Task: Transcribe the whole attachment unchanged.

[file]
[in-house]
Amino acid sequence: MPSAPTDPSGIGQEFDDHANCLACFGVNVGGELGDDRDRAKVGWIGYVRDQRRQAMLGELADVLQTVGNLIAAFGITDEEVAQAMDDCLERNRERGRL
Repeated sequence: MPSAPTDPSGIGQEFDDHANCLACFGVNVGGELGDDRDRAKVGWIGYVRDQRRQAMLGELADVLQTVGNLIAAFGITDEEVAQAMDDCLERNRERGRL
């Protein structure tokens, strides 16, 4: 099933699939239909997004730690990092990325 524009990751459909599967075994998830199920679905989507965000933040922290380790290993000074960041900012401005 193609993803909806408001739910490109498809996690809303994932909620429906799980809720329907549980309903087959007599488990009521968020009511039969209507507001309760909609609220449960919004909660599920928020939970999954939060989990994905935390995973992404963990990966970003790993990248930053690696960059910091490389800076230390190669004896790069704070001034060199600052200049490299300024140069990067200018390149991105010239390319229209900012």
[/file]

[in-house]
Amino acid sequence: MPSAPTDPSGIGQEFDDHANCLACFGVNVGGELGDDRDRAKVGWIGYVRDQRRQAMLGELADVLQTVGNLIAAFGITDEEVAQAMDDCLERNRERGRL
Repeated sequence: MPSAPTDPSGIGQEFDDHANCLACFGVNVGGELGDDRDRAKVGWIGYVRDQRRQAMLGELADVLQTVGNLIAAFGITDEEVAQAMDDCLERNRERGRL
């Protein structure tokens, strides 16, 4: 099933699939239909997004730690990092990325 524009990751459909599967075994998830199920679905989507965000933040922290380790290993000074960041900012401005 193609993803909806408001739910490109498809996690809303994932909620429906799980809720329907549980309903087959007599488990009521968020009511039969209507507001309760909609609220449960919004909660599920928020939970999954939060989990994905935390995973992404963990990966970003790993990248930053690696960059910091490389800076230390190669004896790069704070001034060199600052200049490299300024140069990067200018390149991105010239390319229209900012």